Dan, perhaps this may be helpful, at least I hope to be. I did fine art reproduction for ten years using 16-shot SINAR reproduction equipment, the texture part of the problem most times can be addressed by turning the piece 90 degrees to left or right from the position in which it was created; say for an example landscape turn it with the sky to the left as an example. Then from the left, using an angle to the plane of the art less than 45 degrees, maybe as little as 15 degrees, with a broad light source like a Broncolor Lightbar light the art. Of course, you will need to have a very dark camera room. Place the light as far from the art as your studio space will allow, that way there will be less light fall off from the left to the right (although it does make the light more contrasty). In this set up the light is coming downward relative to the original painting, meaning that the tiny detail - actually the threads of the canvas - will have a very slight cast shadow, giving amazing depth to the resultant image. SINAR had its own light balancing software, much like the LCC that is available in Capture One. So, when applying the LCC, you will not use the color correction nor the dust correction features, only the light balancing feature. This will work 99% of the time. If there are still shiny bits of shifting color, then cover the light with polarizing film turning until you see the change in shine, then only if still necessary add a polo filter to the lens and orientate that filter 90 degrees to the one covering the light. You will need a hefty lighting system to produce enough light for this.

    Hope that helps. I learned this from a great photographer who heads photography at a major national art museum.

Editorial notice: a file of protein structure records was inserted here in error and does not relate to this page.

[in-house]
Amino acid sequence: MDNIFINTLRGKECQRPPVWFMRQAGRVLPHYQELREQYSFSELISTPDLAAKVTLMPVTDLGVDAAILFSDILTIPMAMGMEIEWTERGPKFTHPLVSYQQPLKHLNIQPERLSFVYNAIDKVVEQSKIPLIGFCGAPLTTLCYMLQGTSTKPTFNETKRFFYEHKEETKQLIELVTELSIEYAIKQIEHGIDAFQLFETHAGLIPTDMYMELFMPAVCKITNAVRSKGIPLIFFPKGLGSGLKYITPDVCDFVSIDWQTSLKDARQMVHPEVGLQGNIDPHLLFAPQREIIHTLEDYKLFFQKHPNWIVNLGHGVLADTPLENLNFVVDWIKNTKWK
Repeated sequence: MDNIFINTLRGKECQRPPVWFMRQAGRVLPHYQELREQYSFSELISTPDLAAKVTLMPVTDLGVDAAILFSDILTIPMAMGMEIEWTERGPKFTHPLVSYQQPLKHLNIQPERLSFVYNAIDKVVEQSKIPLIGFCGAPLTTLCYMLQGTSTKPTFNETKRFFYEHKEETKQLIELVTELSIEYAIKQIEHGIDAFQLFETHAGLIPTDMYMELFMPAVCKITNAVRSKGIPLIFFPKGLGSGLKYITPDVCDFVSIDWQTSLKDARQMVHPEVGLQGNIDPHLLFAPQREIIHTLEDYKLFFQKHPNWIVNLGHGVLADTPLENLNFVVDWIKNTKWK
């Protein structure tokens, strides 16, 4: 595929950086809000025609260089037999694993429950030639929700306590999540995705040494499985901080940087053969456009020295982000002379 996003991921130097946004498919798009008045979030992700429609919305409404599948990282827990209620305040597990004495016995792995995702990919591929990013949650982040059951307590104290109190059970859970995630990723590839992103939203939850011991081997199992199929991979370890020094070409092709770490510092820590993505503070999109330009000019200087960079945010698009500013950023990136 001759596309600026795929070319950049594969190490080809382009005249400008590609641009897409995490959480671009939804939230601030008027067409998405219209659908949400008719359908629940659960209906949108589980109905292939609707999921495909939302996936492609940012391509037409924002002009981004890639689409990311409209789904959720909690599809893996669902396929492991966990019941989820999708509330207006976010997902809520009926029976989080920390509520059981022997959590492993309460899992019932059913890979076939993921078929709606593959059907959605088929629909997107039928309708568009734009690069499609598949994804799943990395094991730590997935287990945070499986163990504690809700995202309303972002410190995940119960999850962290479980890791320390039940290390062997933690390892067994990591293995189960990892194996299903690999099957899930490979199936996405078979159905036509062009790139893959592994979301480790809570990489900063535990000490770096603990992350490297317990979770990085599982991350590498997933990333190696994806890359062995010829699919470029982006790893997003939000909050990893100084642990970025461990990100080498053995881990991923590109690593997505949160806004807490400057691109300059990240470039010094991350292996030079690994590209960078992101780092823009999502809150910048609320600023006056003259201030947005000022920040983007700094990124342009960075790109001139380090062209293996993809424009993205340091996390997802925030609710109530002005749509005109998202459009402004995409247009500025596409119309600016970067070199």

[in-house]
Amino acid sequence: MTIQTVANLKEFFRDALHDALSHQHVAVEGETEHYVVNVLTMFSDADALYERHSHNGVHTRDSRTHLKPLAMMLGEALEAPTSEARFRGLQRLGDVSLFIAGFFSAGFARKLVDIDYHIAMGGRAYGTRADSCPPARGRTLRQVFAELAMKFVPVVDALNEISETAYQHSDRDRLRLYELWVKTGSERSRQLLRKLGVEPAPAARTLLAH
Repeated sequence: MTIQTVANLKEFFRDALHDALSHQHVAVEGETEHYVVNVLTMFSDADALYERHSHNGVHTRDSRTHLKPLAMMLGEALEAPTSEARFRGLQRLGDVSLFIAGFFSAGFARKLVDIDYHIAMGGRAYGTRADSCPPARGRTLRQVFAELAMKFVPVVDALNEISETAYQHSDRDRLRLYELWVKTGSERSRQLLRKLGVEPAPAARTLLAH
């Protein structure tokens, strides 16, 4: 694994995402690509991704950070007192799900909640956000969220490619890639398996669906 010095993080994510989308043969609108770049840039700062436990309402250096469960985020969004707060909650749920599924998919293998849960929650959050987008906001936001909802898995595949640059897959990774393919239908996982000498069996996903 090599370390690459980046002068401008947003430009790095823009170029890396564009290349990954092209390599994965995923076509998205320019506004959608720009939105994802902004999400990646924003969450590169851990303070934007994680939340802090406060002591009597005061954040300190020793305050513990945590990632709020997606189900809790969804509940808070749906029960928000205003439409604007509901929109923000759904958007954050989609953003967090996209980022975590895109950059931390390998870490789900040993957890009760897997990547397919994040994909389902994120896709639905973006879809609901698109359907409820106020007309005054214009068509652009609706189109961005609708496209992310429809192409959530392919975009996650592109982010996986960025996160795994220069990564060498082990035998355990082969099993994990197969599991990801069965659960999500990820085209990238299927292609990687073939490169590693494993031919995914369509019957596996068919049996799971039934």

Best regards,

    Jerry Reed
    Jerry Reed
    http://www.jerryreed.net
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    Re: Tricky art reproduction.

    Quote Originally Posted by Mike Z View Post
    Hello Dan
    Here it the Equilight software link
    Robin Myers Imaging: EquaLight™ 3
    Robin Myers Imaging: EquaLight™ 3
    This is a program for all fine art photographers that need a solution for lighting falloff. Equalight compensates an image for lens falloff and lighting falloff
    Much easier to do this natively in Capture One using the LCC tool and simply place a white reference board/sheet at the position of the subject.

    This is what is done at all of these institutions.
    Doug Peterson , Digital Transitions | Email
    Dealer for: Phase One, Mamiya Leaf, Arca-Swiss, Cambo, Eizo, Profoto
    Office: 877.367.8537. Cell: 740.707.2183

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    Re: Tricky art reproduction.

    Dan, light it like an object, not a painting. Usually, I place my lights high giving a slight top to bottom fall off which most people think of as natural--actually, no one notices it. That can bring out surface detail while making a good reproduction. Not really seeing the material, I might go for harsher light. You can also even out the fall off by putting fill cards/sheets at the bottom.

    BTW, if you are viewing the painting with the viewing lights on a strobe, the higher color temperature of the strobes can fool you. Or rather, you are viewing with a low color temperature, but taking the photo with a higher one and some material, or the difference between two different materials, can change appearance drastically with color temperature. Do you have daylight viewing lights?
    Last edited by Shashin; 22nd September 2014 at 15:25.